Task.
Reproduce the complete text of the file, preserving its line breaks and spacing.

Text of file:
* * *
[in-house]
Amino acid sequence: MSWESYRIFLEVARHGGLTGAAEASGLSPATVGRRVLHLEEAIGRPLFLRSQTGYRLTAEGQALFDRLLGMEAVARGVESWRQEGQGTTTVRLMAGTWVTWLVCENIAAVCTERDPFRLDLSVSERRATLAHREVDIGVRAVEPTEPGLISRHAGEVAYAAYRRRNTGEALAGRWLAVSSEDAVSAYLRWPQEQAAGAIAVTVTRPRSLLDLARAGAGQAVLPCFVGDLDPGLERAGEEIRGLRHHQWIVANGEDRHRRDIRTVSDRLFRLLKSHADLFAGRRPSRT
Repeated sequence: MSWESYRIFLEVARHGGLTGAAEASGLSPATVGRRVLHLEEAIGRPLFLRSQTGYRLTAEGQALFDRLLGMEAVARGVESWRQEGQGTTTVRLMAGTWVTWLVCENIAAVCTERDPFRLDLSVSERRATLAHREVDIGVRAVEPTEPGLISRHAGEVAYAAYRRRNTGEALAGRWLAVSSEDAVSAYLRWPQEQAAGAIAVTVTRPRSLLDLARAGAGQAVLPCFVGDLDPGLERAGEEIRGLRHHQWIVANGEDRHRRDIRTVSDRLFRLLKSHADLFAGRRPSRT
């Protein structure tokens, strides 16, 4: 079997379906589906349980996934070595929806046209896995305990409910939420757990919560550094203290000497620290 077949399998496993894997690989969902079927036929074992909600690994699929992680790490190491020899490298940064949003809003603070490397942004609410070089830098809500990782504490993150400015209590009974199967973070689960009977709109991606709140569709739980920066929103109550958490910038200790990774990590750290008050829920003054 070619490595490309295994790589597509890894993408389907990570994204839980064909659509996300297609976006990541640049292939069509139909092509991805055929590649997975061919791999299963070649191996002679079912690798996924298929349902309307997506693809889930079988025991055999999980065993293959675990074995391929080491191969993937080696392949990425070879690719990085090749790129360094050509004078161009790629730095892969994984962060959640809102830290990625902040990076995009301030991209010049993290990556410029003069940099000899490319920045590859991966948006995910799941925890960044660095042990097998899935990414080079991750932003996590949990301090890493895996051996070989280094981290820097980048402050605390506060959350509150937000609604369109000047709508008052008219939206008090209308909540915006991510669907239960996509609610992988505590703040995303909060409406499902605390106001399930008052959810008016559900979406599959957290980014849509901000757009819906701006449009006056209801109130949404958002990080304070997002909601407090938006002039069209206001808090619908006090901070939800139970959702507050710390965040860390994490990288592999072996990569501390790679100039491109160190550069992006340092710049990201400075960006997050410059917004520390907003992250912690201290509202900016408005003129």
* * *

[in-house]
Amino acid sequence: MSWESYRIFLEVARHGGLTGAAEASGLSPATVGRRVLHLEEAIGRPLFLRSQTGYRLTAEGQALFDRLLGMEAVARGVESWRQEGQGTTTVRLMAGTWVTWLVCENIAAVCTERDPFRLDLSVSERRATLAHREVDIGVRAVEPTEPGLISRHAGEVAYAAYRRRNTGEALAGRWLAVSSEDAVSAYLRWPQEQAAGAIAVTVTRPRSLLDLARAGAGQAVLPCFVGDLDPGLERAGEEIRGLRHHQWIVANGEDRHRRDIRTVSDRLFRLLKSHADLFAGRRPSRT
Repeated sequence: MSWESYRIFLEVARHGGLTGAAEASGLSPATVGRRVLHLEEAIGRPLFLRSQTGYRLTAEGQALFDRLLGMEAVARGVESWRQEGQGTTTVRLMAGTWVTWLVCENIAAVCTERDPFRLDLSVSERRATLAHREVDIGVRAVEPTEPGLISRHAGEVAYAAYRRRNTGEALAGRWLAVSSEDAVSAYLRWPQEQAAGAIAVTVTRPRSLLDLARAGAGQAVLPCFVGDLDPGLERAGEEIRGLRHHQWIVANGEDRHRRDIRTVSDRLFRLLKSHADLFAGRRPSRT
């Protein structure tokens, strides 16, 4: 079997379906589906349980996934070595929806046209896995305990409910939420757990919560550094203290000497620290 077949399998496993894997690989969902079927036929074992909600690994699929992680790490190491020899490298940064949003809003603070490397942004609410070089830098809500990782504490993150400015209590009974199967973070689960009977709109991606709140569709739980920066929103109550958490910038200790990774990590750290008050829920003054 070619490595490309295994790589597509890894993408389907990570994204839980064909659509996300297609976006990541640049292939069509139909092509991805055929590649997975061919791999299963070649191996002679079912690798996924298929349902309307997506693809889930079988025991055999999980065993293959675990074995391929080491191969993937080696392949990425070879690719990085090749790129360094050509004078161009790629730095892969994984962060959640809102830290990625902040990076995009301030991209010049993290990556410029003069940099000899490319920045590859991966948006995910799941925890960044660095042990097998899935990414080079991750932003996590949990301090890493895996051996070989280094981290820097980048402050605390506060959350509150937000609604369109000047709508008052008219939206008090209308909540915006991510669907239960996509609610992988505590703040995303909060409406499902605390106001399930008052959810008016559900979406599959957290980014849509901000757009819906701006449009006056209801109130949404958002990080304070997002909601407090938006002039069209206001808090619908006090901070939800139970959702507050710390965040860390994490990288592999072996990569501390790679100039491109160190550069992006340092710049990201400075960006997050410059917004520390907003992250912690201290509202900016408005003129």